Eleanor had a much younger brother named Joshua. Like many oldest children, Eleanor was a rule-follower, cautious about interacting with the world because she wanted to do everything just right. Joshua, she said, was a free spirit and into everything. She loved him, but she didn’t understand why he seemed to be allowed to get away with doing things that she wasn’t allowed to do. One thing that truly tormented her was Joshua’s habit of building pretend “fires” that he set up around the house. The “fires” were heaps of toys and shoes and pillows that he gathered into great, unwieldy piles. I imagine what it must have been like, gathering all those things, pretending that they were a giant blaze, right in the middle of the living room. It kind of sounds like a lot of fun to me. Kind of is an important qualification here. While I am no neatnik, the idea of making a mess on purpose stresses me out.

Because Eleanor was older, she was required to help Joshua put out his fires. Read: clean up the mess. From a parenting perspective, this is problematic. While it’s a great idea to let kids have free reign with their creativity, it’s not fair (maybe not quite the word I’m looking for) to make your other kids pay for it. Eleanor was not invited in on the fun of building the fires. Ever. They were her brother’s privilege, and she felt like–indeed she was–the clean up crew. As the adult Eleanor talked about the fires, her anger, frustration, and sadness were in her voice and written on her face. Inside, her little kid was obviously heartbroken.

The leader of the session suggested that Eleanor build a fire in the middle of our meeting room. She was reluctant, but we cheered her on and contributed our shoes, neckties, purses, notebooks, coats…anything we had on hand. It was fun and silly and interesting to watch another adult playing that way. Her tears disappeared as she built the fire. They were back after it was all over, but they were happy tears.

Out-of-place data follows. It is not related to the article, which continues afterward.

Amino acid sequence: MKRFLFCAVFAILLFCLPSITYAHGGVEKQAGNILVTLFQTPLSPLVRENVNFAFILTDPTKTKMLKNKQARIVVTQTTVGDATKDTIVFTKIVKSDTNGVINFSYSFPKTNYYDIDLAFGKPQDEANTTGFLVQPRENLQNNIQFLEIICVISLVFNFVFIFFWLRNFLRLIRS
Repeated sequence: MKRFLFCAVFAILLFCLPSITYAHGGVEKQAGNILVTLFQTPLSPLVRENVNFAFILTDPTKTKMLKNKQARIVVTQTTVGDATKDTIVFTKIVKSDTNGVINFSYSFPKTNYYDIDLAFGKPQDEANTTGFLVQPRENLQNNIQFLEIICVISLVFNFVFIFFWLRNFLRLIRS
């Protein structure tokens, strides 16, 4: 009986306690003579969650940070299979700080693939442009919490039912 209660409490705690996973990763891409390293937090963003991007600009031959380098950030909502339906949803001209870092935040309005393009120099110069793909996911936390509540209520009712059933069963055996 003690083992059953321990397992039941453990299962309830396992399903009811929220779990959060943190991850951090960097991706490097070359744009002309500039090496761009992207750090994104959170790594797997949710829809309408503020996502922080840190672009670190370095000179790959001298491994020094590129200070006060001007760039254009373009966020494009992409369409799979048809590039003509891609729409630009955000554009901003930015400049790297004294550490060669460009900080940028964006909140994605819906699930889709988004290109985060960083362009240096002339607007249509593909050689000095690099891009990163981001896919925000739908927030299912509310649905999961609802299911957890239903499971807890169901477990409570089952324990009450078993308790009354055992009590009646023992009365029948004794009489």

Those of us who often feel inhibited creatively can come up with a million reasons why we feel that way. I’m a big fan of psychological therapy because it helps answer the why questions. It feeds the part of my brain that wants answers and loves to build a narrative. But what happens after you recognize the whys? Recognizing them doesn’t make them go away. We’re still Eleanor, angry at ourselves and often others because we can’t seem to give ourselves permission to build fires, write books, paint pictures, dance…dream.

Eleanor received permission from the counselor to make a mess. But she didn’t have to do what he said. She made the choice to gather up our things and put them in a pile in the middle of the room. How easy it would be if we all had a counselor, a therapist, a BFF, a coach, a PARENT there every moment to tell us it was okay to go ahead and DO THE SCARYFUNWILDINTERESTINGCHALLENGINGPROFITABLERISKY THING. But, no. It’s not healthy for adults to have someone tell them what to do every moment. It has to come from inside us.